After Kroll presented their findings and City Leadership had an opportunity to ask questions, City Manager Spencer Cronk thanked them for their efforts, along with the community voices that helped shape the recommendations.

The City Manager then indicated that next steps include implementing the short-term recommendations, developing a plan to implement the long-term recommendations, and gathering additional feedback from both the community and Mayor and City Council.

Once these objectives are met, the City Manager will put forth a budget amendment on the City Council’s agenda to restart the Academy.

Stay tuned to this blog and the RPS website for ongoing updates on this process.

For more information on the Kroll findings, click here.

The Austin Police Department response to the Kroll findings can be found here.

Reimagining Public Safety Blog
Feb 12, 2021 - 02:46 pm CST

 

 

The City of Austin has responded to longstanding requests from the community for a more appropriate response to mental health crises that are assigned to APD through 9-1-1.  As of February 1, 2021, 9-1-1 callers are now asked if they need police, fire, EMS, or mental health services. Implementing this important fourth option to the 9-1-1 call triage process is part of what is now called the Austin CARES initiative.

The program is an outcome of a series of recommendations commissioned by the City from the Meadows Mental Health Policy Institute for Texas (MMHPI). City Council approved a contract with Meadows in October 2020, to work with City and community partners to implement those recommendations.

Adding the mental health option to 9-1-1 calls is the first step toward achieving the ultimate goal of diverting 100% of callers with a mental health component, which do not pose a risk to public safety, from law enforcement response.

MMHPI has not identified any other department in the country that includes mental health crises in the emergency call triage process, which positions the City as a leader in implementing this innovative approach as part of its efforts to reimagine public safety.  


Reimagining Public Safety Blog
Feb 05, 2021 - 03:56 pm CST

The commitment to maintaining public safety and making sure all people in Austin feel safe in their communities is a core value of the City of Austin. The city has focused on policing reform before the Reimagining Public Safety (RPS) initiative was launched in the summer of 2020, and some of the city entities that are part of RPS today were in place before.

This blog is designed to identify and provide a short description of the key teams that are working on RPS. Future posts will go into further detail about each of these teams and what they do.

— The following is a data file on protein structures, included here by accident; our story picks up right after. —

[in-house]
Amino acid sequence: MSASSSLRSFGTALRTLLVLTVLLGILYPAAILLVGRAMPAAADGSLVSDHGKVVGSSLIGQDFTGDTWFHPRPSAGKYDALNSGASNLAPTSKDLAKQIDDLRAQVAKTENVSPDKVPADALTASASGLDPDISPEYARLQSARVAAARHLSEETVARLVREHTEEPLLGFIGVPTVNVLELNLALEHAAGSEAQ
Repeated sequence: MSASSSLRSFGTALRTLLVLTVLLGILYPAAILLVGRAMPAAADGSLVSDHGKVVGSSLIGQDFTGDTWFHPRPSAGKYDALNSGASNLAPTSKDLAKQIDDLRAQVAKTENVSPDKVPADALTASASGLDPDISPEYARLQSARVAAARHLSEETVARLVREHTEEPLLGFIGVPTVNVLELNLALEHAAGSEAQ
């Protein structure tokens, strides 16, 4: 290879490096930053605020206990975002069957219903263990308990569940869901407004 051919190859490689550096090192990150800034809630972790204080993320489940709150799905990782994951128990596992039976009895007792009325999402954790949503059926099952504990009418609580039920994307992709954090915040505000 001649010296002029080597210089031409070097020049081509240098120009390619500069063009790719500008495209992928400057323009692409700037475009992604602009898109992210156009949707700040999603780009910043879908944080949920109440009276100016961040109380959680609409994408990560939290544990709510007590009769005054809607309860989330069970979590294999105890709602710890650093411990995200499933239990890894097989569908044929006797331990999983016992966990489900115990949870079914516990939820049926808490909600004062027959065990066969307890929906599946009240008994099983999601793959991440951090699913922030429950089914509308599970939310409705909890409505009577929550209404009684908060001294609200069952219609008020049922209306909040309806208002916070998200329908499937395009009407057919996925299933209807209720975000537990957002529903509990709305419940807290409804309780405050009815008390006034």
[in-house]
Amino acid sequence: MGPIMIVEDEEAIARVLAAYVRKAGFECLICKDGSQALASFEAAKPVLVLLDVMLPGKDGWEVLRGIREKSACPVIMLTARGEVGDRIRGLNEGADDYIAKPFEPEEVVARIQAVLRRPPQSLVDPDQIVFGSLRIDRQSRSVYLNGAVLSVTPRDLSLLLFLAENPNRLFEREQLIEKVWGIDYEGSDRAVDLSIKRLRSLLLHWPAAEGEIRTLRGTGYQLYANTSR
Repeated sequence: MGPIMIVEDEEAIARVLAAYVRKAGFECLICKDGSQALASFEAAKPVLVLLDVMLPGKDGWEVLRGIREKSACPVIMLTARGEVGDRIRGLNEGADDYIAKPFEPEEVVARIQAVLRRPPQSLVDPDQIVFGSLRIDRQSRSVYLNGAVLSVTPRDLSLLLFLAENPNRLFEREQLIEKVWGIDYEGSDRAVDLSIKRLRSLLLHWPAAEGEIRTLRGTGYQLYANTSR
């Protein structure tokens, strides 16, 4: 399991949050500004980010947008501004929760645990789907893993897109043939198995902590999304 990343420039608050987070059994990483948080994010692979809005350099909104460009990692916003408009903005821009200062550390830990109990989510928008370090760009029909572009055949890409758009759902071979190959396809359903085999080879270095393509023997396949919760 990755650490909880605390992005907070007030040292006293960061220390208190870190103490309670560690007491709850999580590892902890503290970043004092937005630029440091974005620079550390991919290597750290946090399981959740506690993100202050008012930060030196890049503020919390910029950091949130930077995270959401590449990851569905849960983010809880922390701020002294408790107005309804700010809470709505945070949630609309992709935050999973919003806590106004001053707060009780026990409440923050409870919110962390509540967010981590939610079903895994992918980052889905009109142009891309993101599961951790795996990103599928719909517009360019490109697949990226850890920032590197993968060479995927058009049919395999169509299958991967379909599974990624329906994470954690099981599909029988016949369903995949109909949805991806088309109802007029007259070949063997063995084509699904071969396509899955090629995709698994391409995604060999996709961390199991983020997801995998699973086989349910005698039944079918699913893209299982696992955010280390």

Resident Input is a Cornerstone

Ultimately, you may be surprised to learn that YOU are in charge of RPS. As the specific descriptions will illustrate, resident and community input is a key part of the process and residents are included in variety of the teams. While direct participation on the commissions and task force may be limited, residents may provide their input in a variety of ways. For more information on how to make your voice heard, visit the Share Input page which lists all the ways to provide input.

The Teams and Their Functions

The following four groups are the primary entities involved in the RPS initiative:

  • Public Safety Committee of the Austin City Council:  Consists of four members of the Austin City Council. Reviews issues related to the public safety departments of the city.  
  • Public Safety Commission: An 11-member commission that advises the city council on budgetary and policy matters concerning public safety.
  • Community Police Review Commission: Consists of 10 unpaid volunteers appointed by the city manager and seeks to represent the community’s voice in policing and public safety 
  • City-Community Task Force: Created by the city at the start of the Reimagining Public Safety initiative in 2020, it brings together City staff and community members to co-create a framework for public safety to be reimagined. 

City Executives

City staff are also a critical part of the team managing RPS.

The team is made up of leaders from a wide range of City departments that work on public safety issues. Offices involved include the Office of Police Oversight, the Equity Office, Public Health, and many others. 

Key City Staff Include:

  • Deputy City Manager Nuria Rivera-Vandermyde
  • Assistant City Manager Rey Arellano
  • Interim Assistant City Manager Shannon Jones
  • Director of the Office of Police Oversight Farah Muscadin
  • City of Austin Chief Equity Officer Brion Oaks

Summary

Resident involvement and input is critical to RPS, and the City has dedicated a number of resources to the effort that incorporate your input along with city executives tasked with implementing reforms based on the guiding City Council Resolutions.

Stay tuned as we take a deeper dive into each of these teams and some of the key personnel involved.

Reimagining Public Safety Blog